Hopes that peace might break out between the Californian and British branches of the royal family following the confirmation that Harry and Meghan are no longer a part of it, and never will be again, are looking premature after the competition for global attention moved to a new theater: competing TV schedules.
It has emerged that the queen and the entire family of working royals will be participating in a BBC special broadcast a week from Sunday, just hours before Harry and Meghan’s interview with Oprah Winfrey screens on CBS.
Both sides are likely to say that neither has scheduled their appearance to try and overshadow the other; however, Sunday, March 7 looks set to be a prime example of the destructive lack of co-ordination and communication that bedeviled relations between the palace and the Sussexes, and will inevitably lead to Monarchy versions 1.0 and 2.0 being played off against and compared to each other in ensuing media coverage.
The queen and her family will gather Sunday afternoon for a broadcast from London’s Westminster Abbey, to be called “A Celebration for Commonwealth Day.”
The show will be anchored by a live broadcast from the Abbey, but the solemnity will be leavened with video packages of the royals in conversation with young people from across the 54 nations of the Commonwealth. Camilla will reportedly talk about literacy, William and Kate will discuss social care, and Sophie will explore the role of women. There will also be a message from the queen herself.
If that doesn’t get your heart racing—well, that’s good. It is not meant to.
The same cannot be said of another TV event taking place a few hours later, when Harry and Meghan’s interview with Oprah will screen. The U.K. royals, just unwinding after their busy day, have been advised to “hide behind the sofa” lest Meghan uses the interview to unload on the royals.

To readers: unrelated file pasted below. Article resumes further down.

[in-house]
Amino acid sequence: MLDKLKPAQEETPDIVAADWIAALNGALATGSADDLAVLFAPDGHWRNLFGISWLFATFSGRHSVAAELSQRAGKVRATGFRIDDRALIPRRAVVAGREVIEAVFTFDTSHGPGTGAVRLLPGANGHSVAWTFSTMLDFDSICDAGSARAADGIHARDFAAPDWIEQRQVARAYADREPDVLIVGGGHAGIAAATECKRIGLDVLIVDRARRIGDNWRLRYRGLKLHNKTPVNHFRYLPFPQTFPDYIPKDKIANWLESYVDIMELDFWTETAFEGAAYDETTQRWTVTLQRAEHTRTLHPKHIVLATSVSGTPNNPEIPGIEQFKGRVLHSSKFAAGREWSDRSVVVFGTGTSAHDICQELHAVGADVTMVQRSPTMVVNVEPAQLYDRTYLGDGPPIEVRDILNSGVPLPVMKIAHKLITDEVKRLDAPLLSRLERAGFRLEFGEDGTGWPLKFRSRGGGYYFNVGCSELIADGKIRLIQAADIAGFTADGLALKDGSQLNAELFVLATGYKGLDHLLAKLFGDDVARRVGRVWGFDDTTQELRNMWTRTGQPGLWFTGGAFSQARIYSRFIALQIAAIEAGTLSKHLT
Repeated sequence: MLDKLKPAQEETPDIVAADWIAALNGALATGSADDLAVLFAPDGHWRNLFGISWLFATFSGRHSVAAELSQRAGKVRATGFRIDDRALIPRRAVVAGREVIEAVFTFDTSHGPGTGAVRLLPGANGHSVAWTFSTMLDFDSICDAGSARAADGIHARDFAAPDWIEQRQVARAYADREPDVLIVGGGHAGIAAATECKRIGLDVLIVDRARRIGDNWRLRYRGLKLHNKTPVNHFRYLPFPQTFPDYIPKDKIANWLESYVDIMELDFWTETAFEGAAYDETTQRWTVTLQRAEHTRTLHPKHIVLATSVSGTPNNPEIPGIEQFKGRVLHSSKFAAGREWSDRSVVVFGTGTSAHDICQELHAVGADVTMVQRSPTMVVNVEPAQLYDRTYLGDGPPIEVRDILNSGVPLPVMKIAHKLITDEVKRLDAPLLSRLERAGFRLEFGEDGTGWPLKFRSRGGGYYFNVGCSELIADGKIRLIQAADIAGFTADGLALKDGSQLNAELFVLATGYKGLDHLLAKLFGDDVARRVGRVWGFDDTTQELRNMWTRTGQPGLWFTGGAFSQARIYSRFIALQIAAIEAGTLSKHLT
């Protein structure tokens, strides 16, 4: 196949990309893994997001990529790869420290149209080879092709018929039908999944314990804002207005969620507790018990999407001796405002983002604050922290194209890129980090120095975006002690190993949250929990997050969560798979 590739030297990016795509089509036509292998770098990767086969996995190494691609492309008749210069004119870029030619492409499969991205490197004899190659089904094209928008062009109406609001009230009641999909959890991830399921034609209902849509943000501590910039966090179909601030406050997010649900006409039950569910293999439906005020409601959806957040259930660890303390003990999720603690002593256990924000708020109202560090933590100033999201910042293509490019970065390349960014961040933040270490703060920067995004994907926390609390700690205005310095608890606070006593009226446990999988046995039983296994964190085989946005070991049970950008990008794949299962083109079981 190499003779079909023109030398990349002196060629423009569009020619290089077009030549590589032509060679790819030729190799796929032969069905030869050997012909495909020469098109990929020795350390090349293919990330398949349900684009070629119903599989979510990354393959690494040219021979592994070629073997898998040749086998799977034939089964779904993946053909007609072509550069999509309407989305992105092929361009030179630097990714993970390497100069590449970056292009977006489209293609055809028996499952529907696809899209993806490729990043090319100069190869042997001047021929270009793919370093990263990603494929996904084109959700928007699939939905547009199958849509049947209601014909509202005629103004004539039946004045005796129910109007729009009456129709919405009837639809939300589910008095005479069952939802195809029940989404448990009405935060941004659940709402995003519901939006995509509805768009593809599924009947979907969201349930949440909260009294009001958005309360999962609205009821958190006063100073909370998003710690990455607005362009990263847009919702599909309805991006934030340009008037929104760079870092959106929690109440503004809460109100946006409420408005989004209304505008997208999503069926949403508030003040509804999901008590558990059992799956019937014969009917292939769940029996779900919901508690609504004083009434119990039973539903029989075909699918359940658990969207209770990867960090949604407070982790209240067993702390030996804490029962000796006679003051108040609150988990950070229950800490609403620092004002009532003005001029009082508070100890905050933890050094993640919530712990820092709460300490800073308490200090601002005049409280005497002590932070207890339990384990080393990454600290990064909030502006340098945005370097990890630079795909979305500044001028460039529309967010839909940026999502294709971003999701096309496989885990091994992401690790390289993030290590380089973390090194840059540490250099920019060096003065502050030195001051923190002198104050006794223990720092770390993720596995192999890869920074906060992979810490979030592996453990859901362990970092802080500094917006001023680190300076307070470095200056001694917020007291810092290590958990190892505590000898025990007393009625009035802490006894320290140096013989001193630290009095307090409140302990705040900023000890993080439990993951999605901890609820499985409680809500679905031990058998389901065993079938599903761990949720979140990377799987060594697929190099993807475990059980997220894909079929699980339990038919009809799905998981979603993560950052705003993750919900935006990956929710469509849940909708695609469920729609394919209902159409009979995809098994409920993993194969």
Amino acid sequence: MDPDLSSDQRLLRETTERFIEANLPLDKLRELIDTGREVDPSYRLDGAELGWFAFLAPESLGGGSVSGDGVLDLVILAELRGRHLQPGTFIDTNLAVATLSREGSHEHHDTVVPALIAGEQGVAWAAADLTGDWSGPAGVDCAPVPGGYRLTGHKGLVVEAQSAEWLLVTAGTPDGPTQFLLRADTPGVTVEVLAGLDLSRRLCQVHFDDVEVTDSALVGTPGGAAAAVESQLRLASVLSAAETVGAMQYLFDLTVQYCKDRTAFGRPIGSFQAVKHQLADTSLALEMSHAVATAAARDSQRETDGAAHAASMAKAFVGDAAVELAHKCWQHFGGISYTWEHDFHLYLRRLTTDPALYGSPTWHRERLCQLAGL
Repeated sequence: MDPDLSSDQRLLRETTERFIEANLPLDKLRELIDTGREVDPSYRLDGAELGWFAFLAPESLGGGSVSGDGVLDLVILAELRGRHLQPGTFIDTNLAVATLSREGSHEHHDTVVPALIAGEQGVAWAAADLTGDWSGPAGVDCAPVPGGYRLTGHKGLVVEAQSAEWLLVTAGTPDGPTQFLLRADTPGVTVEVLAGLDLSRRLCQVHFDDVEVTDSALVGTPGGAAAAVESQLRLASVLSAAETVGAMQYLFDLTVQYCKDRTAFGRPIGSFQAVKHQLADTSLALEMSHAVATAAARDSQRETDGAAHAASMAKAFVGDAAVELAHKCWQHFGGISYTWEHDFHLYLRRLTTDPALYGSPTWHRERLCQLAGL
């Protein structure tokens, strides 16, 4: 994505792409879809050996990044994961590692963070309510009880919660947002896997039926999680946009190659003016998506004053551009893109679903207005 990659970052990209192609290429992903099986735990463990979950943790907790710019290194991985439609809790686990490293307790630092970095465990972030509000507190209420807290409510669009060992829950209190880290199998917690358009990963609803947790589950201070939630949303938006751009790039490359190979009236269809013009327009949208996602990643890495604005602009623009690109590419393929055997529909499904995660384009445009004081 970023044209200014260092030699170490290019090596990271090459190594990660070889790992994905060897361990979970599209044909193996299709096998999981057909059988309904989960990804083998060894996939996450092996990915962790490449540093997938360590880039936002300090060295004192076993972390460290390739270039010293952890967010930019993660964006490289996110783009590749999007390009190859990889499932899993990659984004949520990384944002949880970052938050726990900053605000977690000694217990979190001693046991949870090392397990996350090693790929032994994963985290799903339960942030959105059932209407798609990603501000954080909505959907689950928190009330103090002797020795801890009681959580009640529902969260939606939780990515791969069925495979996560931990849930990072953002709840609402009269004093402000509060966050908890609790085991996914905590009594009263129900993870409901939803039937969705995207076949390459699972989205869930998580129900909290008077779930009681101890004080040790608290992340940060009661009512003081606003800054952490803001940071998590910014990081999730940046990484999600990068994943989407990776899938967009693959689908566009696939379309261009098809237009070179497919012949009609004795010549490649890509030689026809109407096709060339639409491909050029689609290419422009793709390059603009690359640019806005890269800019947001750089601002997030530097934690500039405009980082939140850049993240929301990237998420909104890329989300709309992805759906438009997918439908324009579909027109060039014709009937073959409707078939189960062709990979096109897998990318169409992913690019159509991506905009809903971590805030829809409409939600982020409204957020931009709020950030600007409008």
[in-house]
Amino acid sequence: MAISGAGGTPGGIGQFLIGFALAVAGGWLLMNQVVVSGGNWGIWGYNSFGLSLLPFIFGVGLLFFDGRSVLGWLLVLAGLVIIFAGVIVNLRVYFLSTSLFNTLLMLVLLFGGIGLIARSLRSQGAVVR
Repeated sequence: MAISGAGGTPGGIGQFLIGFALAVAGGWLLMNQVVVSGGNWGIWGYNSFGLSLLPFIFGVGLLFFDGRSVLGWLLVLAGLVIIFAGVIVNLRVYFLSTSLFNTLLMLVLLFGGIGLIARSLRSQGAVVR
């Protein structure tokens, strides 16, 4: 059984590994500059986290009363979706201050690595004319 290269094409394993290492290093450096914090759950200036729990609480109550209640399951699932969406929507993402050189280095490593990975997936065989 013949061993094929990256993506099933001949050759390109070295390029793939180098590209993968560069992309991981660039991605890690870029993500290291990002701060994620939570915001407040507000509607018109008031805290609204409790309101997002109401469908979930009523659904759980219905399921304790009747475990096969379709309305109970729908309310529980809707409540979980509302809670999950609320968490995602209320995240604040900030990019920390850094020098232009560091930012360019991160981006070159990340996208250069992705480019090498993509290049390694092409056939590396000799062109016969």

While the content of Oprah’s interview remains a closely guarded secret, a hint as to the likely more Californian tone of proceedings can perhaps be divined from a brief video clip the couple released yesterday to promote their new Archewell Audio Spotify podcast.
The palace have let it be known that the BBC event to mark Commonwealth Day has been in the pipeline for many months and is not simply a kneejerk reaction to Harry and Meghan’s Oprah Winfrey interview. Harry and Meghan’s people have not commented, however, it is believed that the Oprah show was simply timed to mark exactly one year since Harry and Meghan’s final duty as working royals—last year’s Commonwealth Day service.
Introducing another variable into the situation is the health of Prince Philip, the 99-year-old husband of the queen who remained in a hospital Tuesday for the eighth day. Prince William sought to allay concerns about his grandfather’s health on Monday, telling a well-wisher at a public engagement who asked directly about him, “Yes, he’s OK. They’re keeping an eye on him.”
Prince Philip was admitted last Tuesday evening as a precautionary measure after a doctor was called to Windsor Castle, where he has been shielding with the queen, who is 94. He had complained of feeling unwell, but traveled to the hospital by car and walked in unaided.
On Tuesday, Buckingham Palace issued an update on his condition, saying, "The Duke of Edinburgh remains at King Edward VII’s Hospital where he is receiving medical attention for an infection. He is comfortable and responding to treatment but is not expected to leave hospital for several days.”